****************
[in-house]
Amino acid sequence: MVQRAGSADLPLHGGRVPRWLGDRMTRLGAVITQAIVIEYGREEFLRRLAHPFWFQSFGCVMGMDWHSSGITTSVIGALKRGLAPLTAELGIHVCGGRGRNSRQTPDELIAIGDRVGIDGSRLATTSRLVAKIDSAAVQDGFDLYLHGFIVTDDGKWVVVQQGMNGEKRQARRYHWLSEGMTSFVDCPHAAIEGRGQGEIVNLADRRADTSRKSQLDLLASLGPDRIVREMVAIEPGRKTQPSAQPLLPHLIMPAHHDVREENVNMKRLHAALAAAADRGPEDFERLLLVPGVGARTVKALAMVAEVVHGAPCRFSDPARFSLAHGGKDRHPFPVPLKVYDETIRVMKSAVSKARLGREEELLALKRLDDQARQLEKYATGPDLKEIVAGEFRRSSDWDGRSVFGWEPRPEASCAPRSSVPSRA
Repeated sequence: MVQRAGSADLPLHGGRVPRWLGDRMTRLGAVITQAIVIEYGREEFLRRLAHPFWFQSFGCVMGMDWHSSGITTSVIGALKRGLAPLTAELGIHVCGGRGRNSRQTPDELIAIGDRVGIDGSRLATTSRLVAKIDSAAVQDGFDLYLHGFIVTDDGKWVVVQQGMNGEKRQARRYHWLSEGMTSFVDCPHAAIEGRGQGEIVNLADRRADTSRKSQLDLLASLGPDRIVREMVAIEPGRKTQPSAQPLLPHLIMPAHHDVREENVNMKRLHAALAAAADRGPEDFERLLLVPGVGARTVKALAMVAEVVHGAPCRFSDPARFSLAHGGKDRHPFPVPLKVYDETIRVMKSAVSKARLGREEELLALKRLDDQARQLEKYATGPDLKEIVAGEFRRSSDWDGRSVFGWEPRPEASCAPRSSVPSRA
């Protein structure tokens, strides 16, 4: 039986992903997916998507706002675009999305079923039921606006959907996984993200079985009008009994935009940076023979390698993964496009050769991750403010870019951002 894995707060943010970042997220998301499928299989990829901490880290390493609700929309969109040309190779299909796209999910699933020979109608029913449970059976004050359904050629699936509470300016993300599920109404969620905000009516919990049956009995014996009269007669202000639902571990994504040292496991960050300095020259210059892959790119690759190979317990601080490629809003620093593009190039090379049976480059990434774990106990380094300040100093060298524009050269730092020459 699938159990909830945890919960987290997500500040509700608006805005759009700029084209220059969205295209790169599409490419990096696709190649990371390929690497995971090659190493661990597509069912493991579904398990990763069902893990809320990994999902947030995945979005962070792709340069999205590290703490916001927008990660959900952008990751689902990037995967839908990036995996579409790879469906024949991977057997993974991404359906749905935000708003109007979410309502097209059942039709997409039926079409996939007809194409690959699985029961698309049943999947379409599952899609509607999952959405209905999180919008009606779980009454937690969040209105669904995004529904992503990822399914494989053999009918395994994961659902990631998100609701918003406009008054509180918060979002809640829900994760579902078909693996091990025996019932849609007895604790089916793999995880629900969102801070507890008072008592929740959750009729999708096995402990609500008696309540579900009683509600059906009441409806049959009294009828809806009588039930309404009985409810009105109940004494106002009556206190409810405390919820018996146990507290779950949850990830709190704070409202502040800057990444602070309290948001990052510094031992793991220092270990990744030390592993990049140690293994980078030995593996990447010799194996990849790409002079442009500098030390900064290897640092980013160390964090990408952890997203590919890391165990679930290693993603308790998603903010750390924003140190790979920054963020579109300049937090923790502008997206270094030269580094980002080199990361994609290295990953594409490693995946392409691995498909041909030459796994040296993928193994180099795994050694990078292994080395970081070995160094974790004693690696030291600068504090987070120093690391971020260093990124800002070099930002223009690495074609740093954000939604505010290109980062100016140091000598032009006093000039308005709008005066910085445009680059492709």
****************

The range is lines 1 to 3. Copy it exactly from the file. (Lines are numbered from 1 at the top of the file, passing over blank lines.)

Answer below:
[in-house]
Amino acid sequence: MVQRAGSADLPLHGGRVPRWLGDRMTRLGAVITQAIVIEYGREEFLRRLAHPFWFQSFGCVMGMDWHSSGITTSVIGALKRGLAPLTAELGIHVCGGRGRNSRQTPDELIAIGDRVGIDGSRLATTSRLVAKIDSAAVQDGFDLYLHGFIVTDDGKWVVVQQGMNGEKRQARRYHWLSEGMTSFVDCPHAAIEGRGQGEIVNLADRRADTSRKSQLDLLASLGPDRIVREMVAIEPGRKTQPSAQPLLPHLIMPAHHDVREENVNMKRLHAALAAAADRGPEDFERLLLVPGVGARTVKALAMVAEVVHGAPCRFSDPARFSLAHGGKDRHPFPVPLKVYDETIRVMKSAVSKARLGREEELLALKRLDDQARQLEKYATGPDLKEIVAGEFRRSSDWDGRSVFGWEPRPEASCAPRSSVPSRA
Repeated sequence: MVQRAGSADLPLHGGRVPRWLGDRMTRLGAVITQAIVIEYGREEFLRRLAHPFWFQSFGCVMGMDWHSSGITTSVIGALKRGLAPLTAELGIHVCGGRGRNSRQTPDELIAIGDRVGIDGSRLATTSRLVAKIDSAAVQDGFDLYLHGFIVTDDGKWVVVQQGMNGEKRQARRYHWLSEGMTSFVDCPHAAIEGRGQGEIVNLADRRADTSRKSQLDLLASLGPDRIVREMVAIEPGRKTQPSAQPLLPHLIMPAHHDVREENVNMKRLHAALAAAADRGPEDFERLLLVPGVGARTVKALAMVAEVVHGAPCRFSDPARFSLAHGGKDRHPFPVPLKVYDETIRVMKSAVSKARLGREEELLALKRLDDQARQLEKYATGPDLKEIVAGEFRRSSDWDGRSVFGWEPRPEASCAPRSSVPSRA